Zach Wurtz, the former student body president who also served as WSU’s mascot, is participating in a clinical trial in hopes of helping fight the COVID-19 pandemic.
“If I can help either slow the spread or—in the future—eliminate the kind of situation we find ourselves in now, I’m down to help any way I can,” Wurtz says.
Wurtz (x’07 Comm.) served as ASWSU president during the 2006-2007 academic year. For three years before that, he led a double life, portraying Butch The Cougar at football, basketball, and other games as well as events and special appearances.
Today, the 36-year-old Seattle resident is one of the 45 people selected to help test a potential COVID-19 vaccine. The trial is being conducted at the Kaiser Permanente Washington Health Research Institute. The vaccine, code-named mRNA-1273, was developed by the biotechnology company Moderna and National Institutes of Health.
Wurtz learned of the trial through a Facebook post and called for more information. After initial health screenings, he received his first injection March 24. The shots don’t contain the COVID-19 virus. Rather, they include genetic code that prompts cells to produce protein found in the virus, which should then trigger an immune response to potentially fight the virus.
“Oversimplified,” Wurtz wrote on his Facebook page, “I’ll be given only the shell of the virus in hopes the body creates and stores an antibody that recognizes the shell and kills the virus should it ever be exposed to the real thing.” He’s not under quarantine but “is practicing all the same social distancing measures” people are being asked to follow and is at “no more (or less) risk than anyone else.”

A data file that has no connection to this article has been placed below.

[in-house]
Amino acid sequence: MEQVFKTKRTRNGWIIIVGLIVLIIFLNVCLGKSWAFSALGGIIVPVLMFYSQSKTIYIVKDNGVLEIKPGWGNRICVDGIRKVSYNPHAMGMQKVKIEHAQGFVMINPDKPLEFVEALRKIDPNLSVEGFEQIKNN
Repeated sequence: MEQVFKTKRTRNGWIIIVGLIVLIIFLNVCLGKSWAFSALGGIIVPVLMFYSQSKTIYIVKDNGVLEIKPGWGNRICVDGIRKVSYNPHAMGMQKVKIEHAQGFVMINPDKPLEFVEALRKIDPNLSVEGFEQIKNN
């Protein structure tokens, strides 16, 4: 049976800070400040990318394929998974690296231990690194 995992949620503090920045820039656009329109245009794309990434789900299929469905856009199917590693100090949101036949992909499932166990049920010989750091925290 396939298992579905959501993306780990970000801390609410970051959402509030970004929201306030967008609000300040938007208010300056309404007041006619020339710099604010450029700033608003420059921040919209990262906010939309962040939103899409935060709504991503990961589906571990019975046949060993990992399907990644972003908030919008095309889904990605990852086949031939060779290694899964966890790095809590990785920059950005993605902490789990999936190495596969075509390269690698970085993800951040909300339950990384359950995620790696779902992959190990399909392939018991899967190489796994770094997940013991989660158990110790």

While he was being screened for the trial in early March, his parents—both in their early 60s—were recovering from the novel coronavirus at their home in Pennsylvania. They experienced fatigue along with temperatures of 102 degrees, but didn’t fit the criteria of a temperature of 103 degrees to be tested for the virus.
In late March, he learned his 90-year-old grandfather in Yakima tested positive for COVID-19. He died in mid April.
“If this (vaccine) can cure this (disease) and help get us going back to normal a little bit faster or make it so this never happens again, I’m more than willing to help out,” Wurtz says. “If I can play any part in helping out in this (pandemic), that is what I’m going to do.”
The trial is expected to last 14 months with the vaccine slated for widespread use in approximately 12 to 18 months. Wurtz, a political consultant, will be paid $1,100 in the end. Meantime, he’s keeping a daily log of his temperature as well as any possible side effects. Scientists will take blood samples regularly to check the immune response.
“They definitely made it clear: ‘You’re the first humans to be trying this.’ That aspect is not lost on me,” Wurtz says. “This is a new approach to vaccines. It’s not like a traditional vaccine which has a little bit of the virus in it. You really trust that the scientists have done their homework. I don’t understand all of the science behind it, but I wanted to help and this is something I can do.”
By Adriana Janovich